|Source Lucy Wants New Furniture|
As the 3rd series of BBC Sewing Bee is soon to hit ours British screens I thought we could look back on different sewing programs hosted by the BBC over the years.
Firstly broadcasted in 1962 “Clothes that count: Suits”. The program starts by stating how female equality has turned girl’s into style stealers (nothing left from men’s closet apparently) and every British girl now owns a suit. The presenter than picks a pattern suggestion from “many many” printed patterns available. McCall’s 8756 for 5 shillings. £0.25 in today’s money.
Since the pattern was chosen due its versatility we can see it made on 4 models different models. A little description of the pattern is repeated again and how suitable is for different fabrics and body shapes.
The program than shows Ann Ladbury (sewing expert that many of you may already have heard of) as she talk about simple pattern alterations for that pattern. How to increase the hip size, increase the size of a dart. Grading for larger sizes, increase blouse darts, slopping shoulders, trousers crotch curve alterations… All the details were printed on the radio times supplement. (Part 1/ Part 2)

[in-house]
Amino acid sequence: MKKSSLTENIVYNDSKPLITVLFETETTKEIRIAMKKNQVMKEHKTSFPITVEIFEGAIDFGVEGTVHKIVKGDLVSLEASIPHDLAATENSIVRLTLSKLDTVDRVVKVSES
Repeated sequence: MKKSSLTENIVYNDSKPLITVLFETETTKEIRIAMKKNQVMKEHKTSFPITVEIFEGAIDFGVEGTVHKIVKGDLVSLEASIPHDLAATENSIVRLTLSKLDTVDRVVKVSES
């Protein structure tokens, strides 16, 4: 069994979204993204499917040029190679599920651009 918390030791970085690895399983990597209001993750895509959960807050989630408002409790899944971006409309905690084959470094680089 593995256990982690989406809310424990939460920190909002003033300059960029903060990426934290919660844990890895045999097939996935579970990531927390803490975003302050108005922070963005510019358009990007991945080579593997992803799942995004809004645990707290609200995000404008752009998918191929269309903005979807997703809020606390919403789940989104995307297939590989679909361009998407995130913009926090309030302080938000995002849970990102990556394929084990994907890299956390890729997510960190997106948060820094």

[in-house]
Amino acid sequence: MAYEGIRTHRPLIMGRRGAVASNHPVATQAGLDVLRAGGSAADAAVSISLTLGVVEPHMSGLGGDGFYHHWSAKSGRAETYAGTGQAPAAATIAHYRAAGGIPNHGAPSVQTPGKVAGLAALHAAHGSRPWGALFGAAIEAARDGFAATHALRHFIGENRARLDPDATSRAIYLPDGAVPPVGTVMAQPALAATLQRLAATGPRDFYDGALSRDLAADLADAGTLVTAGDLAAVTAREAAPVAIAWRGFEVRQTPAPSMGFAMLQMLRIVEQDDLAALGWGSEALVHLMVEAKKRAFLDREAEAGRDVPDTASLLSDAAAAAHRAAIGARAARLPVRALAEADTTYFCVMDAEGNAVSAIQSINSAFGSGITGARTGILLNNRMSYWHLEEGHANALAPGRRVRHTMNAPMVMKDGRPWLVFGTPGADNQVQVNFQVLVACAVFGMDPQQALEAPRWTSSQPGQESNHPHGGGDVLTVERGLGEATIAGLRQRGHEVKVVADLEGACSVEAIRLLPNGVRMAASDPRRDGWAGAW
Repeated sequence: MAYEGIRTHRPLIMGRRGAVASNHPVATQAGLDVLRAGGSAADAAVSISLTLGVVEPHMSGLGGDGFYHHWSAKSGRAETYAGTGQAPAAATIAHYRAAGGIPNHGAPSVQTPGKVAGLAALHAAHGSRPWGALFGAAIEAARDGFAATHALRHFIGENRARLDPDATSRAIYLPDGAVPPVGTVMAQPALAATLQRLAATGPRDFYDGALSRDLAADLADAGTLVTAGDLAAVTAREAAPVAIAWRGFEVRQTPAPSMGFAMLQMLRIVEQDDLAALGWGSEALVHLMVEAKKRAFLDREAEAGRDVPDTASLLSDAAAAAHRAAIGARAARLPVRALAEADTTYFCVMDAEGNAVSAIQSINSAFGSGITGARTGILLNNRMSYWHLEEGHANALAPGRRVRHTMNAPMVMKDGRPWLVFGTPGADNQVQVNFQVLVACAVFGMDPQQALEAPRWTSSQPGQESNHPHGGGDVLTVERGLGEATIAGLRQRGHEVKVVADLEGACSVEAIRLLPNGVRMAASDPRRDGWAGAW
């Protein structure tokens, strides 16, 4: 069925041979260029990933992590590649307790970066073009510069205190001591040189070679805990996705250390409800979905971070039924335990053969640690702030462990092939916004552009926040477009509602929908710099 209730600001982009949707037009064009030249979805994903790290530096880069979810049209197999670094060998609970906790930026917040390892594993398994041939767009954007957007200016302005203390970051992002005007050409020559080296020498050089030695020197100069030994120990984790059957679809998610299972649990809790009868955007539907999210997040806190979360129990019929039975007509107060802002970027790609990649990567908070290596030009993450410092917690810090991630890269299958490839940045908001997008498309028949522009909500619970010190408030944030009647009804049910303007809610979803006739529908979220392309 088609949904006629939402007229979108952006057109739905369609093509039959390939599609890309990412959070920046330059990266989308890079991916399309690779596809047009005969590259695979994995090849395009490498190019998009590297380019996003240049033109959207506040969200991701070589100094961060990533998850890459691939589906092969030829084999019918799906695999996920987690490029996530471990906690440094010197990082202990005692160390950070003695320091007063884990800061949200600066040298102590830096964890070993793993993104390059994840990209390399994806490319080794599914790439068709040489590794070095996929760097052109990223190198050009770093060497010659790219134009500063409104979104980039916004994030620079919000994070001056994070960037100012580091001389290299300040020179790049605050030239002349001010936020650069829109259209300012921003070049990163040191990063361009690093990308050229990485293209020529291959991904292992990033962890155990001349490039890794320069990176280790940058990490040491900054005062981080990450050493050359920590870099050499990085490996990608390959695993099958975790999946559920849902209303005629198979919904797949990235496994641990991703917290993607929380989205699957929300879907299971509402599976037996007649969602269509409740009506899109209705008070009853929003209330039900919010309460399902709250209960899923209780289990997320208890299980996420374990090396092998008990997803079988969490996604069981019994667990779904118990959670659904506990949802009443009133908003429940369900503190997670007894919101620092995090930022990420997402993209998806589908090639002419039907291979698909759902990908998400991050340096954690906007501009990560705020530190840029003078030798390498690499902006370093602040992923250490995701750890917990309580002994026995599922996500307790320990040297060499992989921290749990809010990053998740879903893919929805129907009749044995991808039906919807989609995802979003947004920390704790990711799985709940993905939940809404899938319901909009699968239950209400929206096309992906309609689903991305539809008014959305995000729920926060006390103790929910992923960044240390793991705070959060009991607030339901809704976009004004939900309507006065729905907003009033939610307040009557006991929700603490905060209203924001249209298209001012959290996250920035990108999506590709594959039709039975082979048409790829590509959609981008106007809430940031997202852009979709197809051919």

Incredibly similar role to what we do today as “sewing bloggers” over the internet. We share our makes with ours unique styles choices and our thoughts. Most of us are far from trained experts but we diffuse what we learn with a lot of passion. And I love that!
This series ran divided into 10 shows: Exploring suits, double breasted coats, shirt wasters. Where just a few of them. Suits series must have been so popular that in 1969 “New clothes that count: suits” was released. Each program explore a printed pattern. I have linked all the archived videos for your viewing pleasure.
Ann came back to the screens as a presenter of Weekend Wardrobe.In the 80’s fashionable ladies had limited time to dedicate to sewing so the program focused making outfits that could be made during the weekend. The series accompanied by a book of patterns, which I found a copy on a local charity shop. I have a bit of a ‘treasure hunter’ trill when I enter those shops. I rarely buy clothes but so many antique pottery and books to be had if you have the patience to look.
The patterns were designed by Caroline Charles. She stills designs today and have worked with famous clients like the Beatles, Mick Jagger etc. The scope was to create glamorous and wearable separates. No complicated fastenings, fussy details were used. I actually think most of the designs could be recycled today without feeling like 80″s fashion.
There were 10 episodes shown. I could only watch episode one. Shame they didn’t archived the rest.
If you enjoyed this blog post I would recommend you to spend some time looking at the BBC archives. I have also enjoyed their knitting shows from the 70’s. ( big fashion trend of 2015)
Both programs differ from current “reality style/competition” from today’s. Looking back to the past formats I honestly think the mixture of them all would be the greatest TV ever! How about you? Do you like how sewing is portrayed on TV?